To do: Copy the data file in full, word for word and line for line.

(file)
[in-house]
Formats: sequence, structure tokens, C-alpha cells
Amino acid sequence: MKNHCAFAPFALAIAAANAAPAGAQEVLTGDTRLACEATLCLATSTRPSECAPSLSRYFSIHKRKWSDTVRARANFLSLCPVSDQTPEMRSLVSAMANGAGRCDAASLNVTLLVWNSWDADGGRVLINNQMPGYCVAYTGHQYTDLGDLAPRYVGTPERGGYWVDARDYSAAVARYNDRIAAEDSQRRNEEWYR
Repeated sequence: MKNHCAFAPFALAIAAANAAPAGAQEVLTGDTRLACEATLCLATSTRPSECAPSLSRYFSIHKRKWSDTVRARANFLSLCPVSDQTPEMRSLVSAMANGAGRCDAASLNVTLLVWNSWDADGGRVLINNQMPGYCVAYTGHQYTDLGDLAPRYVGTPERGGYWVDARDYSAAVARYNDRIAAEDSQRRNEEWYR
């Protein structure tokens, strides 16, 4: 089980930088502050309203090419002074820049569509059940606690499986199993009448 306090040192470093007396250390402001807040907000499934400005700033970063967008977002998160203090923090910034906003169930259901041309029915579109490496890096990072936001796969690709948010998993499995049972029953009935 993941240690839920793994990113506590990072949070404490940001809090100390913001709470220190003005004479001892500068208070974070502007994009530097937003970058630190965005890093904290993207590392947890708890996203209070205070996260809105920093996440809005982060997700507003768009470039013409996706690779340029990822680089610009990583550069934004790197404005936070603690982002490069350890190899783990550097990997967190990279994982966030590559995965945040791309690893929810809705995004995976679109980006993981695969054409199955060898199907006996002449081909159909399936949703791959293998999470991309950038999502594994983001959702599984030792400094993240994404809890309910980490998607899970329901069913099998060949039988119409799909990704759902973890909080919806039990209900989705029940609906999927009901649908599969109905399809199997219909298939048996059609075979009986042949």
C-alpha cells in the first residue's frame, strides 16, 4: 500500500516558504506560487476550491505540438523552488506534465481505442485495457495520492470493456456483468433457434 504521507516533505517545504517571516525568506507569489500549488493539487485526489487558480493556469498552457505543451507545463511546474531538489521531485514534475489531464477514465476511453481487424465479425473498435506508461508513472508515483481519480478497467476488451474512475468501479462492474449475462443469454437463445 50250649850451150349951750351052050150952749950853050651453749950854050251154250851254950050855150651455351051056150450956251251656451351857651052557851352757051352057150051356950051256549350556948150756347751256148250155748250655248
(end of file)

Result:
[in-house]
Formats: sequence, structure tokens, C-alpha cells
Amino acid sequence: MKNHCAFAPFALAIAAANAAPAGAQEVLTGDTRLACEATLCLATSTRPSECAPSLSRYFSIHKRKWSDTVRARANFLSLCPVSDQTPEMRSLVSAMANGAGRCDAASLNVTLLVWNSWDADGGRVLINNQMPGYCVAYTGHQYTDLGDLAPRYVGTPERGGYWVDARDYSAAVARYNDRIAAEDSQRRNEEWYR
Repeated sequence: MKNHCAFAPFALAIAAANAAPAGAQEVLTGDTRLACEATLCLATSTRPSECAPSLSRYFSIHKRKWSDTVRARANFLSLCPVSDQTPEMRSLVSAMANGAGRCDAASLNVTLLVWNSWDADGGRVLINNQMPGYCVAYTGHQYTDLGDLAPRYVGTPERGGYWVDARDYSAAVARYNDRIAAEDSQRRNEEWYR
């Protein structure tokens, strides 16, 4: 089980930088502050309203090419002074820049569509059940606690499986199993009448 306090040192470093007396250390402001807040907000499934400005700033970063967008977002998160203090923090910034906003169930259901041309029915579109490496890096990072936001796969690709948010998993499995049972029953009935 993941240690839920793994990113506590990072949070404490940001809090100390913001709470220190003005004479001892500068208070974070502007994009530097937003970058630190965005890093904290993207590392947890708890996203209070205070996260809105920093996440809005982060997700507003768009470039013409996706690779340029990822680089610009990583550069934004790197404005936070603690982002490069350890190899783990550097990997967190990279994982966030590559995965945040791309690893929810809705995004995976679109980006993981695969054409199955060898199907006996002449081909159909399936949703791959293998999470991309950038999502594994983001959702599984030792400094993240994404809890309910980490998607899970329901069913099998060949039988119409799909990704759902973890909080919806039990209900989705029940609906999927009901649908599969109905399809199997219909298939048996059609075979009986042949």
C-alpha cells in the first residue's frame, strides 16, 4: 500500500516558504506560487476550491505540438523552488506534465481505442485495457495520492470493456456483468433457434 504521507516533505517545504517571516525568506507569489500549488493539487485526489487558480493556469498552457505543451507545463511546474531538489521531485514534475489531464477514465476511453481487424465479425473498435506508461508513472508515483481519480478497467476488451474512475468501479462492474449475462443469454437463445 50250649850451150349951750351052050150952749950853050651453749950854050251154250851254950050855150651455351051056150450956251251656451351857651052557851352757051352057150051356950051256549350556948150756347751256148250155748250655248